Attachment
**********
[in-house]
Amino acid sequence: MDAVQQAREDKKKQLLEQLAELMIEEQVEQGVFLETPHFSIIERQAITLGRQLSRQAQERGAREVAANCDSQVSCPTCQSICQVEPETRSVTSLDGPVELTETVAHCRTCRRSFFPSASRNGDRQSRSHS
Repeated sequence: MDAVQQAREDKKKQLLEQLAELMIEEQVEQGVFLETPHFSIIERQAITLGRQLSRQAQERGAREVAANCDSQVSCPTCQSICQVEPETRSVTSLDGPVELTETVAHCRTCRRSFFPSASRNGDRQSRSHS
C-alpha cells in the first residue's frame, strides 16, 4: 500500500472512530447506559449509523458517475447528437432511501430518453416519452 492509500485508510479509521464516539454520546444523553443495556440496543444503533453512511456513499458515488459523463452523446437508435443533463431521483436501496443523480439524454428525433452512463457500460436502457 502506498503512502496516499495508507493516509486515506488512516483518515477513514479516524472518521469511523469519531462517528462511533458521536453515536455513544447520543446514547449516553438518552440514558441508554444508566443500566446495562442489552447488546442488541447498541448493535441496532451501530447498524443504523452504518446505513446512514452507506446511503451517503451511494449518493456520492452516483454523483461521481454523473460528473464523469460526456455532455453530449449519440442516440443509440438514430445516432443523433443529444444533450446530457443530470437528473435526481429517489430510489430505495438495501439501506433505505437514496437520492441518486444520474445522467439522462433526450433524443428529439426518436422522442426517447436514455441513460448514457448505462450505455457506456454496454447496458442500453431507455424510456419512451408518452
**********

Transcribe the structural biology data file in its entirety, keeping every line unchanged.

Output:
[in-house]
Amino acid sequence: MDAVQQAREDKKKQLLEQLAELMIEEQVEQGVFLETPHFSIIERQAITLGRQLSRQAQERGAREVAANCDSQVSCPTCQSICQVEPETRSVTSLDGPVELTETVAHCRTCRRSFFPSASRNGDRQSRSHS
Repeated sequence: MDAVQQAREDKKKQLLEQLAELMIEEQVEQGVFLETPHFSIIERQAITLGRQLSRQAQERGAREVAANCDSQVSCPTCQSICQVEPETRSVTSLDGPVELTETVAHCRTCRRSFFPSASRNGDRQSRSHS
C-alpha cells in the first residue's frame, strides 16, 4: 500500500472512530447506559449509523458517475447528437432511501430518453416519452 492509500485508510479509521464516539454520546444523553443495556440496543444503533453512511456513499458515488459523463452523446437508435443533463431521483436501496443523480439524454428525433452512463457500460436502457 502506498503512502496516499495508507493516509486515506488512516483518515477513514479516524472518521469511523469519531462517528462511533458521536453515536455513544447520543446514547449516553438518552440514558441508554444508566443500566446495562442489552447488546442488541447498541448493535441496532451501530447498524443504523452504518446505513446512514452507506446511503451517503451511494449518493456520492452516483454523483461521481454523473460528473464523469460526456455532455453530449449519440442516440443509440438514430445516432443523433443529444444533450446530457443530470437528473435526481429517489430510489430505495438495501439501506433505505437514496437520492441518486444520474445522467439522462433526450433524443428529439426518436422522442426517447436514455441513460448514457448505462450505455457506456454496454447496458442500453431507455424510456419512451408518452